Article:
IU study finds meaningful contact with those with addiction can reduce stigma
Many Americans say they know someone who has battled drug addiction. And meaningful social contact with people who have experienced addiction can effectively reduce prejudice and discrimination, according to preliminary findings from Indiana University researchers.
The study, conducted by Brea Perry, professor of sociology at IU, used data from the Person to Person (P2P) Health Interview Study, a statewide representative, face-to-face survey, to assesses negative stereotypes, attitudes and behaviors that affect people with opioid use disorder, their families and friends, and healthcare providers. As of August 2020, around 1,800 respondents had completed the survey.
Preliminary findings suggest that 63 percent of Indiana residents have known someone personally who has struggled with drug addiction. Additionally, nearly half, 44 percent, currently have someone in their personal social network experiencing drug addiction, including many with a close tie such as a family member, (29 percent) or friend (18 percent).
Importantly, the researchers found that the likelihood of exposure to drug addiction through social relationships varies across groups. Younger people, those living in rural counties, and those in lower socioeconomic groups are significantly more likely to have known someone with a drug addiction problem.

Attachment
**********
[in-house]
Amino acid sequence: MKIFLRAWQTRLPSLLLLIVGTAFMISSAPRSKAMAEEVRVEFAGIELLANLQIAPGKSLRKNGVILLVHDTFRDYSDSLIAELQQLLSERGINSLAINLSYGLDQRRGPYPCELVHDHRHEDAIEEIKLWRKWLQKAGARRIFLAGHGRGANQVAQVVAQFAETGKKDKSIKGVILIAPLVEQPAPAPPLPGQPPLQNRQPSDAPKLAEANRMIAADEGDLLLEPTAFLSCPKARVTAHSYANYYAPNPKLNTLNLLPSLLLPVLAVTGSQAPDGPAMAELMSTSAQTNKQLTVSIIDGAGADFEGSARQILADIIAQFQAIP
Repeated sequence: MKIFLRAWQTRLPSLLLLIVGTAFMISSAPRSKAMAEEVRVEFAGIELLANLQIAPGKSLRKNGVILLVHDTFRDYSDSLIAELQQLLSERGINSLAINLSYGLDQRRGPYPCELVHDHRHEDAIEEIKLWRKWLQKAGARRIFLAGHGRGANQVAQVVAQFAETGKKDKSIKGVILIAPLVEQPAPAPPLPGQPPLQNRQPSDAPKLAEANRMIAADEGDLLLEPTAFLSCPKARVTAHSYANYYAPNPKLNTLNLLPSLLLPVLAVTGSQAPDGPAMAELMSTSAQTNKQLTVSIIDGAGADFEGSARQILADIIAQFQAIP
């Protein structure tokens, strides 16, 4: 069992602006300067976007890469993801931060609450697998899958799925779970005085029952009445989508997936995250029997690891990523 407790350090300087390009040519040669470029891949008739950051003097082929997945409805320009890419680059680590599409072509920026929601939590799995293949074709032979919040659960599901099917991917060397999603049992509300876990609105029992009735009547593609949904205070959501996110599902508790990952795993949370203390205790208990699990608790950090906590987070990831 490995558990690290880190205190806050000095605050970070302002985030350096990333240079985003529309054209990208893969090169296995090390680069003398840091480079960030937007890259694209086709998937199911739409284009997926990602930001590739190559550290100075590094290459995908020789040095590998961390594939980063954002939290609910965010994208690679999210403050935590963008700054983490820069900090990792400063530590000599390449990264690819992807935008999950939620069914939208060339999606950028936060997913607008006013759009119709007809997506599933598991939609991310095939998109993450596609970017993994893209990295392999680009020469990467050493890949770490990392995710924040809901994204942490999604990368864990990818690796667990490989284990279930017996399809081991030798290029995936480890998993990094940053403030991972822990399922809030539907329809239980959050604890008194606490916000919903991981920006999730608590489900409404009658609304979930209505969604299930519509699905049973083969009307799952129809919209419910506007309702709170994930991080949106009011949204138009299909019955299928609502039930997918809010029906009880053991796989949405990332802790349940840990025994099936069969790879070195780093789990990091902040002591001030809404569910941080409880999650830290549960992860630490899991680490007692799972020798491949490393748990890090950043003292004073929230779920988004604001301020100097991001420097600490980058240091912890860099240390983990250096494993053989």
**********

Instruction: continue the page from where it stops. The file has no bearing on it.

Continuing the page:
This is important, Perry said, because people who have known someone with drug addiction are less inclined to socially reject or isolate those who have opioid dependence, especially if they have a closer relationship with that person.
"Knowing someone who has struggled with drug addiction is associated with holding less stigmatizing attitudes toward nonmedical opioid use on some dimensions," Perry said. "For example, those with a friend or family member with drug addiction problems are more likely than those who don't to be okay with such a person marrying into their family, living next door or socializing for an evening. Along the same lines, those with personal knowledge of someone with addiction are significantly more likely to say that such people can be good parents."
In other ways, though, the study found that knowing someone is not always linked to lower levels of stigma. For example, knowing someone whose behavior appears to confirm harmful stereotypes rather than disconfirm them (those who’ve had negative interactions with people with drug problems) is not associated with lower levels of stigma.
Perry said when the interaction or contact with the person with drug use issues is meaningful or positive, it has a more desired effect on stigmatizing attitudes. That is why it is important, she said, for anti-stigma interventions to find ways to foster positive interactions in the community.
"This study shows that meaningful social contact with a person in a stigmatized group can effectively reduce prejudice and discrimination," Perry said. "The more we not only openly talk about substance use, but get to know people with substance use issues on a deeper level, the closer we will get to reducing stigma around this issue. It is critical that the public understands that many people struggling with drug addiction make important positive contributions to their families, workplaces, and communities."
Perry and her team are continuing to collect data and have added a web-based survey to the study in order to reach more people.
Anne Krendl, associate professor in the Department of Psychological and Brain Sciences at IU, and Bernice Pescosolido, a distinguished professor of sociology at IU are collaborators on the study.